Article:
Grave of the Fireflies - FLNWO #20

10/21/20142 Comments

On this edition of Film, Literature and the New World Order James and Broc West of discuss Grave of the Fireflies, the 1988 animated film from Studio Ghibli that just may be the greatest war movie ever made. Break out the tissues and prepare for some tears as we hash out the psychological scars this film leaves and examine the movie as a work of art, as an anti-war movie, as a moral tale, and as a stark reminder of how the victors write the history books.

For those with limited bandwidth, CLICK HERE to download a smaller, lower file size version of this episode.

For those interested in audio quality, CLICK HERE for the highest-quality version of this episode (WARNING: very large download).


Roger Ebert on Grave of the Fireflies

Anime Abandon: Grave of the Fireflies

The Fog of War - Eleven Lessons from the Life of Robert S. McNamara

Childs - "Mariana"

Last month's episode and comments: Contagion - FLNWO #19

Next month: Tora, Tora, Tora!

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  1. Porkins Policy says:

    Thank you so much James for picking this film for FLNWO! This is not only my favorite animes but one of my favorite movies of all time. I must confess that I have not re-watched the movie since the first time I saw it. I just could not bring myself to go through the emotional pain that it caused me the first time. Few movies have moved me to completely breakdown and sob the way Grave of the Fireflies did.

    I have come to interpret Seita’s decision to leave his Aunt’s house as his complete rejection of reality, and his vain attempt to remove himself from the reality of war going on around him. The fact that this leads to his sister’s death and ultimately his only makes this film more beautifully tragic. Again this movie explores the intricacies of the destructive nature of war in a way that no other film has. Thanks again James and Broc for an excellent FLNWO. And I do hope you pick another anime at some point.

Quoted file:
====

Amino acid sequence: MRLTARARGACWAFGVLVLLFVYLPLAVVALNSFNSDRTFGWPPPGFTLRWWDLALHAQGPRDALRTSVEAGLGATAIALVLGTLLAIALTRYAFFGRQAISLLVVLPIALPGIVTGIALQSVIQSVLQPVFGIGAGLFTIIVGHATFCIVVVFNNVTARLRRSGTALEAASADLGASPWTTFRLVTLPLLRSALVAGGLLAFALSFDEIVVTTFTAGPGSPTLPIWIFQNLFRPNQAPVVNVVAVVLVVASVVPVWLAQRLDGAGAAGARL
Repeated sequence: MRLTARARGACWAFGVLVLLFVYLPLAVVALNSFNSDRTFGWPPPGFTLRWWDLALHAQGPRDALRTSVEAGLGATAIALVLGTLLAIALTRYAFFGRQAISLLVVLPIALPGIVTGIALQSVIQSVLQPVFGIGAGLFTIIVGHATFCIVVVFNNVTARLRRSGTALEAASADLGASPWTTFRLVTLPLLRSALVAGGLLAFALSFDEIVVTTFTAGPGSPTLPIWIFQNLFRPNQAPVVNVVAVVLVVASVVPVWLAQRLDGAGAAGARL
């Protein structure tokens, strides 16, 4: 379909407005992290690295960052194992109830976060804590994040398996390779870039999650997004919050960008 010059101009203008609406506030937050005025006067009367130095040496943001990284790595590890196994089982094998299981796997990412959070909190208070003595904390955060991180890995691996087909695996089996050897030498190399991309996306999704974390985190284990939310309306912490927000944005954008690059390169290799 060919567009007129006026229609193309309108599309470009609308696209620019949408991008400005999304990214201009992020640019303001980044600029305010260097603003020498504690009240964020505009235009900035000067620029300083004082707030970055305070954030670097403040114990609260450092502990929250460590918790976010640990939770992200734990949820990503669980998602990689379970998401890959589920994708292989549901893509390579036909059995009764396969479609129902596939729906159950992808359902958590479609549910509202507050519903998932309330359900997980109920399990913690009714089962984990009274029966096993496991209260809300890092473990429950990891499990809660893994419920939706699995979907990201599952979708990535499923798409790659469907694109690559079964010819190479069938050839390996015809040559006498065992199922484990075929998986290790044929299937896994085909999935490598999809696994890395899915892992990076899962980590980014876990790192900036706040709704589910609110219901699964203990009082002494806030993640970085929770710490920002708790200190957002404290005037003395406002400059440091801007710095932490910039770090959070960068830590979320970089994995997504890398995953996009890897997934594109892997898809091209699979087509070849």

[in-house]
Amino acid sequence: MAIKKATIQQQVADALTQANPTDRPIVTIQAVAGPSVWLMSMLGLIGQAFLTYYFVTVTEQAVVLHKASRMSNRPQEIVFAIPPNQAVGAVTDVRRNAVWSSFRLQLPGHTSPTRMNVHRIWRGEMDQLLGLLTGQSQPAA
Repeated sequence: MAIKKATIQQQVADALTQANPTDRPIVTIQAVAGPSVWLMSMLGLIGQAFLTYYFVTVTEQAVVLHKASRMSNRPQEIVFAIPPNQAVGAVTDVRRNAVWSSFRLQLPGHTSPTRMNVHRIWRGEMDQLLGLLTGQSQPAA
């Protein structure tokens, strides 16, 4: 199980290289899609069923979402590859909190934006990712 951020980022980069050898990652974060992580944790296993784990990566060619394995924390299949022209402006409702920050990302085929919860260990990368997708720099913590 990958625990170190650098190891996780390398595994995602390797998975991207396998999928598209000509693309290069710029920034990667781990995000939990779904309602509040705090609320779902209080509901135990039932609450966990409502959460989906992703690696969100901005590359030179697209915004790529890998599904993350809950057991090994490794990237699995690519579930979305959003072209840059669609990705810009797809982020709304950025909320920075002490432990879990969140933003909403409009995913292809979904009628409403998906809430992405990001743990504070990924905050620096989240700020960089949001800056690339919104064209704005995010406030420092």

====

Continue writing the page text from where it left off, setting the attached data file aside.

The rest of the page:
2. Fosca says:

    Thanks James for getting in this movie, which allowed me to open my mind for an anime, which I had not done before. Really worth it! Unfortunately delivery of DVD got delayed, but I have saved to listen to your podcast after watching.

    First to say the film is an excellent piece of work and certainly touching. Being prepared with tissues, as of your warning, I must admit I did not use them. To some extend I was astonished myself as Setsukos passing was heart breaking for sure, but there is one element which kind of divert me from this pure emotion. The point was related to Seita’s behaviour as he had some chances to “get back” to the and getting help even from his aunt. If he just would have given in and even support the local brigades, he and his sister might have survived! Thus I was a bit detaching from Seita (or eve angry on him), because I simply failed to understand if his seperation from the world was inevitable.

    Still when comparing with the entrance scene Seita was not the only one and he shared his destiny with many others! This also let’s me think there is another element of possibly many other orphans that were simply left alone. Those who do not have any real support may suffer the most. I have no clue on the standing of orhans in the Japanese society at that time.

    Anyway Seita has made an important choice. He takes responsibility for his sister and wants to create an own peaceful world. He just wants to be good for Setsuko and by doing this he is not able to realize him failing. He always keeps his good memory for his father and mother and is looking for getting this world back. Very strong for a 14 year old boy and nothing I can blame him, especially when sitting in a warm and cosy environment with enough food!

    Thus I think this new world is in contrast to the world of war around. IMO the fireflies (going up) actually represent this peaceful world (heaven) especially in contrast to the firebombs (falling down). As the fireflies are also starting to die (even Setsuko is killing one!) this nice world is also on the way down. Very sad!

    While I think you are right that there is a certain aspect of programming in this movie for the young Japanese people to obey to the older, I think the underlying more related to the boy who simply wants to get out of this crap and be a good “father” for his sister. The author has based the story on own experience with his sister who had died at the end of the war.

    Finally one hint to another “war” movie, which also has the theme of creating an nice world for a kid under terrible conditions: “Life is beautiful” Long time that I had seen this – and cried at the end (for some reasons).


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